Thursday, April 21, 2011

Park Your Carcass to Learn a Lot

There’s much you can learn from spending time poking around parking lots or from sitting around watching what happens there:
  • If you want people to perceive you as the convenient place to do their shopping, check that the parking is convenient. As you keep your eyes on the movement of cars and people in the lot, notice how easy or difficult it is to enter the lot from the commonly used access streets. During busy shopping hours, how easy is it to find a space that doesn’t require a cross-country hike to reach the doors to your store?
  • How safe do people feel in your lot? Do their posture, gestures, or facial expressions suggest uncertainty or fear? If convenience for your shoppers means your store staying open at night, how well-lit is the lot? If you’re in a neighborhood associated with crime, are there call boxes throughout the lot, or better yet, an assertive patrol by security guards? For daytime shoppers, how many cracks, buckles, and potholes must the shopper navigate around to avoid tripping?
  • How clean is the lot? Research finds that the initial impressions created as the shopper navigates into and around the lot prime their thoughts for when they enter your store premises. If they see clean in the lot, they’re more likely to notice the clean while shopping with you. The parking lot could be considered the true front entrance to your store.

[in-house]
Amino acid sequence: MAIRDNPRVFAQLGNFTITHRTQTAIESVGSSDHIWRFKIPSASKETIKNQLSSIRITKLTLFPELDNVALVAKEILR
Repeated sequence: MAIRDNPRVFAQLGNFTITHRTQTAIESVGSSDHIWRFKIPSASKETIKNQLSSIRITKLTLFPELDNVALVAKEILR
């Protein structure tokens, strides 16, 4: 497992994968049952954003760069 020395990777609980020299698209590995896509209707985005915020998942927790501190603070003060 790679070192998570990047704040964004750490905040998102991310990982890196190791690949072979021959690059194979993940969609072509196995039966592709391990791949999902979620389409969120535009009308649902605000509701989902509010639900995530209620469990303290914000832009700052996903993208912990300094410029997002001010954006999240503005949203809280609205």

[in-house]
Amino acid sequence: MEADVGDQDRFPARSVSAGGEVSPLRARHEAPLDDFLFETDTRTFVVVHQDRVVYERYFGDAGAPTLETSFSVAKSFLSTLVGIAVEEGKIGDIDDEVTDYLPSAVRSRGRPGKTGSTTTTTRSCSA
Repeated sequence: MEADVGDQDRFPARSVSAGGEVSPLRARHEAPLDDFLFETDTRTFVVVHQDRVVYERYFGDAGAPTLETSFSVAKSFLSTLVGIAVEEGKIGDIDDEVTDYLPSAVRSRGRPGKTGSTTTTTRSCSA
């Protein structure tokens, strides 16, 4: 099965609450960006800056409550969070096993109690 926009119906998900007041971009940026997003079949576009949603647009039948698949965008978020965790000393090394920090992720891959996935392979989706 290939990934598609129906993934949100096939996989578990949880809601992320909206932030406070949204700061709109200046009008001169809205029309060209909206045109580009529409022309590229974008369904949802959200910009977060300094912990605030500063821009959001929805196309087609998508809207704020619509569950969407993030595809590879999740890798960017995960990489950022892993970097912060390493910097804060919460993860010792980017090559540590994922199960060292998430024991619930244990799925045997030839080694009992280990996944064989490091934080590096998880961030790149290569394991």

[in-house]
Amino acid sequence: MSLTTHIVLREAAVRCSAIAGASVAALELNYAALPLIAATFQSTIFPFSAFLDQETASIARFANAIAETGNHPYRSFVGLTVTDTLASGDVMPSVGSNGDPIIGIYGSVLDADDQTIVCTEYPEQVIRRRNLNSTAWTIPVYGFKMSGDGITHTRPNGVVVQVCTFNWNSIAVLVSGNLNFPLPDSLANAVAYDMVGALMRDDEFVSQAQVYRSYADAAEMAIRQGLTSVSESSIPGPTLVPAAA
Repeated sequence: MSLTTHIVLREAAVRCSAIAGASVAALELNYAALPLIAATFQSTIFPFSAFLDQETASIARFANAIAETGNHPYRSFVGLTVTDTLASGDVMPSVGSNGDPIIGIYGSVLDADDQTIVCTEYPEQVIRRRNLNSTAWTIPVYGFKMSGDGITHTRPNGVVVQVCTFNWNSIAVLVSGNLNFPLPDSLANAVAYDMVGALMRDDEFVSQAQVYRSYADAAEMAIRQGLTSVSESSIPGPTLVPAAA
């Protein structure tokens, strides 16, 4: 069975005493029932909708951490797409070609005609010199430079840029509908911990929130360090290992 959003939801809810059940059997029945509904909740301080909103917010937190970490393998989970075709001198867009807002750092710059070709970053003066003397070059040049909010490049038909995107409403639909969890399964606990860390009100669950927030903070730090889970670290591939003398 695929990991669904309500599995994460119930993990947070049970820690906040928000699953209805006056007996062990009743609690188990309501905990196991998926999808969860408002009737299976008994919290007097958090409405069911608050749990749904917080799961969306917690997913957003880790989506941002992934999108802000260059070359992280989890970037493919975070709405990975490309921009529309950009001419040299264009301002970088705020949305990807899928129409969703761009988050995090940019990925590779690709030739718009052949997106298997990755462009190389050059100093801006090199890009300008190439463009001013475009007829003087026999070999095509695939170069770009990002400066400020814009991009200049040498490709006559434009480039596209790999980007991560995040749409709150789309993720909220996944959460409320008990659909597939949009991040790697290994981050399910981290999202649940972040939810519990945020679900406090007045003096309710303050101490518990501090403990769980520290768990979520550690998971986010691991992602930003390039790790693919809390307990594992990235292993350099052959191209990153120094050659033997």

You might have limited influence on the condition of the parking lot if you don’t own the center in which your store is located. Achieving changes might require joining forces with other merchants who use the same lot or waiting until it’s time to negotiate your lease.
  • All right. Now it’s time to move your carcass to somebody else’s parking lot. Along with regularly walking through your competition’s aisles, walk or drive around their parking lots. What clarity, cleanliness, and safety benefits does your lot offer that theirs doesn’t? How can you let your target markets know about it?
  • Write down the names and phone numbers of the businesses that are in your competition’s parking lots. Then come back to your store and have your outside sales person, you yourself, or somebody else contact these people to say, “Hey, you know what? You’ve got to come down here to our store. We have an excellent trade program.”
For your profitability: Sell Well: What Really Moves Your Shoppers

Click below for more:
Walk the Parking Areas
Visit Your Competition to Build Confidence

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